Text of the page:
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Providence chief faults audit
[February 28, 2006]

Providence chief faults audit

(Oregonian (Portland, OR) (KRT) Via Thomson Dialog NewsEdge) Feb. 28--Providence Health System's top Oregon executive said he was as shocked as anyone to find out that employees were routinely taking medical records home each day for emergency backup.

Russ Danielson, the company's Oregon chief executive, said he heard about the practice only after a car burglar stole computer disks and tapes holding the records of 365,000 patients and 1,500 employees from a van parked overnight outside an employee's home.

"I found it hard to believe," Danielson said.

In a three-hour interview with The Oregonian, he provided new details about the failures that led to the security breach and how he and others inside the company have tried to correct the hardships the crisis has imposed on patients.

Judging from the outrage of many whose records were stolen, Providence officials have far to go to regain trust. Patients are rallying behind a class-action lawsuit.

The Oregon attorney general's office has singled out Providence's data theft as a test case to set the standard on how companies will be held accountable for security lapses.

Danielson accepted responsibility, and he acknowledged at least some of the criticisms of his handling of the crisis. He expressed hope that other companies can benefit from lessons Providence has learned the hard way.

"This should not have happened," he said. "It did. We don't want it to ever happen again."

Excerpts from the interview:

Patients were stunned to learn that Providence routinely sent medical records home with employees for emergency backup -- and did so without using encryption to protect those records from unauthorized users. How did that become a routine practice for your Home Services division?

People in Home Services really believed they were doing the right thing. There was a breakdown. Our corporate policies weren't followed. We didn't know people were taking these records home. The process of regularly auditing our data privacy is part of the normal course. What happened was a practice that didn't surface through our audits. We did a thorough job of auditing. But whenever you audit, you rely on accurate responses. Our audit findings weren't responded to accurately.

I can assure you that we are going back and checking and making absolutely sure all over the organization that audit findings have been responded to correctly.

The morning of the theft, the employee who left the records in his car overnight told police the data were highly encrypted when they weren't. Why the confusion?

I think he honestly thought they were encrypted. They should have been, because our policy says they should be. If patient records are going to be moved off-site, they should be encrypted.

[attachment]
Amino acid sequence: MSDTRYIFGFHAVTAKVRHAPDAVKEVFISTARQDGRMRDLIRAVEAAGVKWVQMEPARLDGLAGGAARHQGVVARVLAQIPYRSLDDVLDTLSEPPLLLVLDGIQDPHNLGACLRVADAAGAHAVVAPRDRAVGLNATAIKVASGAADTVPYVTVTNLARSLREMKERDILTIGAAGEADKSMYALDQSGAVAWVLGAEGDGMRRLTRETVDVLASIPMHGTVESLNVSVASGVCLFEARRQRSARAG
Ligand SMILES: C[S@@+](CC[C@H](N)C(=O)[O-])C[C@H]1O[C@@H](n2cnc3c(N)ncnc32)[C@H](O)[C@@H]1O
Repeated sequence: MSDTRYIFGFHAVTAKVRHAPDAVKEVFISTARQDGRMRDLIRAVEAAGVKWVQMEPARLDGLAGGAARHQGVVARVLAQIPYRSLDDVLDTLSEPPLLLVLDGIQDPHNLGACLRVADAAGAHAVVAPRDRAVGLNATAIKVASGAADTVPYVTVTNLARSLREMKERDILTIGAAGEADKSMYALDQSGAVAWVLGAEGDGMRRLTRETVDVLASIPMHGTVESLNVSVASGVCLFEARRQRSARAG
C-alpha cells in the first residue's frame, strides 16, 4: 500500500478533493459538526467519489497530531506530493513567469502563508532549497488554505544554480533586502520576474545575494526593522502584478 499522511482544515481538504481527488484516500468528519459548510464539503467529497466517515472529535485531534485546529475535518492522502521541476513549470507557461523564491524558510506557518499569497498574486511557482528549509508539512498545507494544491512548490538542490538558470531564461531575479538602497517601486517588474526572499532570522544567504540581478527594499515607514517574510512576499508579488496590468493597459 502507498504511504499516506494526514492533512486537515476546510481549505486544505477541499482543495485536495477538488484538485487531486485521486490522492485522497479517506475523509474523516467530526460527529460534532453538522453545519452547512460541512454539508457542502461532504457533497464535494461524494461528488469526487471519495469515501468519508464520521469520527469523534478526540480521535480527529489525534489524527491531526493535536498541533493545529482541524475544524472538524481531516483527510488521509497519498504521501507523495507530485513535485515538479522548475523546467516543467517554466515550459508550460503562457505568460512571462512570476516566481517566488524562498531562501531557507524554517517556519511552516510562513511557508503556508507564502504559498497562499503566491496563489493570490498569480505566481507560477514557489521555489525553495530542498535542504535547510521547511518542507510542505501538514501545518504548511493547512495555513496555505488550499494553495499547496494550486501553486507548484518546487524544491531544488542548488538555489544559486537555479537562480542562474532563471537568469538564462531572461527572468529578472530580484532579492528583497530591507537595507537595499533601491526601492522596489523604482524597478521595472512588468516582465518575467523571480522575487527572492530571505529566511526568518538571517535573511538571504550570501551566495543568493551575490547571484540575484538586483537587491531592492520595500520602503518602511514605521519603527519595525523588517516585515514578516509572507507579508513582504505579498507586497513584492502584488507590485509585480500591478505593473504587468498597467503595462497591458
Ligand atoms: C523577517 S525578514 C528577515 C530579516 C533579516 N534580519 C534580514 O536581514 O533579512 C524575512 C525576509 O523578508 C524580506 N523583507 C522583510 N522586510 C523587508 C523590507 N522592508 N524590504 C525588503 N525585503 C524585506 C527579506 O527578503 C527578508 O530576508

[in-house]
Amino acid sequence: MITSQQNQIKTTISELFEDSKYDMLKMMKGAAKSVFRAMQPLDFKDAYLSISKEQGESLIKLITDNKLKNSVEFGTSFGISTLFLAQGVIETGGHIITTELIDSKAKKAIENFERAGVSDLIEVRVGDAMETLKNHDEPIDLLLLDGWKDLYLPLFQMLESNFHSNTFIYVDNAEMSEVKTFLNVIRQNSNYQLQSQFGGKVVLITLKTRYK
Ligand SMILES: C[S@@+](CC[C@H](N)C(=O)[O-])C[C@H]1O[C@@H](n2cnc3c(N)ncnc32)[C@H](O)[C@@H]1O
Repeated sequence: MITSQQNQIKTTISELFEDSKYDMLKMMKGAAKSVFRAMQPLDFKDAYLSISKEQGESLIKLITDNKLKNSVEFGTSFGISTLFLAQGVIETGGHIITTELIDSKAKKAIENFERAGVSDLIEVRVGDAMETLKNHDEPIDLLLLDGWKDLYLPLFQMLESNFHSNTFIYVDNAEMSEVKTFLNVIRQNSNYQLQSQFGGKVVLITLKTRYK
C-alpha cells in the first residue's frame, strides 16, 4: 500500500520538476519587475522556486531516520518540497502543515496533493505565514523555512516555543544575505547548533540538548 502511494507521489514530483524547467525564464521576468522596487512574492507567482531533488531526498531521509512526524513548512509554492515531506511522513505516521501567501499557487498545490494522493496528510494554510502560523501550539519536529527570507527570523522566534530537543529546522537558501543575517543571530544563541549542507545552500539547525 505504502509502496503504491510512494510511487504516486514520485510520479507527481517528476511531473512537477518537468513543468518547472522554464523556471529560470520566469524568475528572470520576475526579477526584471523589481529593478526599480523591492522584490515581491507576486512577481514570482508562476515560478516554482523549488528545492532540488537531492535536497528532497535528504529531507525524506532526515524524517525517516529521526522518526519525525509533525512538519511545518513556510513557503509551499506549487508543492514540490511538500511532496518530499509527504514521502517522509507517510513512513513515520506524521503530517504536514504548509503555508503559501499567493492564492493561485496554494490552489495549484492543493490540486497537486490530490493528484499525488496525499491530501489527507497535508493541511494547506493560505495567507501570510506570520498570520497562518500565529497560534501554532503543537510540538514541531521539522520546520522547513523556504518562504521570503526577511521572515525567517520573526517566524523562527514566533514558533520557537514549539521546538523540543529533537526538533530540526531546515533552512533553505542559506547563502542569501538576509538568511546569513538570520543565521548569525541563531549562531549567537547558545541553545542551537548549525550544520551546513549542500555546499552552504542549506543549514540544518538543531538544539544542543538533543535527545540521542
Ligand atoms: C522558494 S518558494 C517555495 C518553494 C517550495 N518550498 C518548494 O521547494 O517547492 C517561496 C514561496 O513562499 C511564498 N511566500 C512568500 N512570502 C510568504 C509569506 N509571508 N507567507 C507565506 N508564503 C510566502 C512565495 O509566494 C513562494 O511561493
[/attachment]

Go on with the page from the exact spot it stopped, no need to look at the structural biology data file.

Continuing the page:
After the breach of private information entrusted to you by hundreds of thousands of patients, what can you do to restore public confidence?

We have to always acknowledge how serious we take the theft, and that we take responsibility for it. We know that it is disrupting people's lives.

Another way is to offer these credit-restoration and credit-monitoring services, and to make extraordinary efforts to try to find the people whose data (were) in that database and give them a no-cost option to do something.

So far, authorities have not linked any cases of identity theft or fraud to the stolen records. Do you think the data will be exploited by criminals?

We really don't have any indication that anybody is using this information. But we have to assume that it will be and do everything we can to prepare to deal with it. What matters is, the potential for it is out there, it's our responsibility and we have to correct it.

You are offering patients the chance to sign up for a year of free credit monitoring, and you are promising credit-restoration services for those who are victimized, whether or not they've signed up for monitoring. But identity theft is common enough to expect nonrelated cases among the hundreds of thousands whose records were stolen. How will you decide which cases are your responsibility?

The assumption we're making here is, if you were in the database and you wind up with a credit problem, we're going to assume it's because of this. We're assuming it's us until it's proven otherwise.

In addition to paying for credit restoration, will you compensate people for actual financial losses they could incur as a result of identity theft?

We would need to be certain that their loss was a result of our data loss, as opposed to credit restoration, where we are going to presume it was our responsibility.

What lessons can other businesses take from your experience?

I'd encourage people to think about not just disaster recovery from the standpoint of having your data systems crash, but think about disaster recovery from the standpoint of having a data theft. As you peel this onion, there's a lot of layers to it. You realize how pervasive information is in an organization, and how important it is to think about the many ways you have to protect it.